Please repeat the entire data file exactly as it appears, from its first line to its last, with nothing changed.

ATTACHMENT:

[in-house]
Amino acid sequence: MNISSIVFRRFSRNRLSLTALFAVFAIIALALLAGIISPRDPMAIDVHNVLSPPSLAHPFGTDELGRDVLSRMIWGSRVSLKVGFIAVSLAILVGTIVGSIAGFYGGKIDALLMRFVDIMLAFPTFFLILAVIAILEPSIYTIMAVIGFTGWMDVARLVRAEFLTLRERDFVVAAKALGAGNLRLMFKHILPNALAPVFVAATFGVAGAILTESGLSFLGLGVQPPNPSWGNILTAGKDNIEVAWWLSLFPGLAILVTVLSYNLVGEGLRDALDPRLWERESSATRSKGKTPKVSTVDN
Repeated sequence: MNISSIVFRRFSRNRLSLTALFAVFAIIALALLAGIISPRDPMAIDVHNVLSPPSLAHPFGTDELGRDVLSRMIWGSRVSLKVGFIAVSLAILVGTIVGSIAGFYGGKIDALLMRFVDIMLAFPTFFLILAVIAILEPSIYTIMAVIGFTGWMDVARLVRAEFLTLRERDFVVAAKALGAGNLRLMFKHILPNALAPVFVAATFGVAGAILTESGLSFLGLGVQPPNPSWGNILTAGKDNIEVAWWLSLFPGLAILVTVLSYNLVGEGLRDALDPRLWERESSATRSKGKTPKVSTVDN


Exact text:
[in-house]
Amino acid sequence: MNISSIVFRRFSRNRLSLTALFAVFAIIALALLAGIISPRDPMAIDVHNVLSPPSLAHPFGTDELGRDVLSRMIWGSRVSLKVGFIAVSLAILVGTIVGSIAGFYGGKIDALLMRFVDIMLAFPTFFLILAVIAILEPSIYTIMAVIGFTGWMDVARLVRAEFLTLRERDFVVAAKALGAGNLRLMFKHILPNALAPVFVAATFGVAGAILTESGLSFLGLGVQPPNPSWGNILTAGKDNIEVAWWLSLFPGLAILVTVLSYNLVGEGLRDALDPRLWERESSATRSKGKTPKVSTVDN
Repeated sequence: MNISSIVFRRFSRNRLSLTALFAVFAIIALALLAGIISPRDPMAIDVHNVLSPPSLAHPFGTDELGRDVLSRMIWGSRVSLKVGFIAVSLAILVGTIVGSIAGFYGGKIDALLMRFVDIMLAFPTFFLILAVIAILEPSIYTIMAVIGFTGWMDVARLVRAEFLTLRERDFVVAAKALGAGNLRLMFKHILPNALAPVFVAATFGVAGAILTESGLSFLGLGVQPPNPSWGNILTAGKDNIEVAWWLSLFPGLAILVTVLSYNLVGEGLRDALDPRLWERESSATRSKGKTPKVSTVDN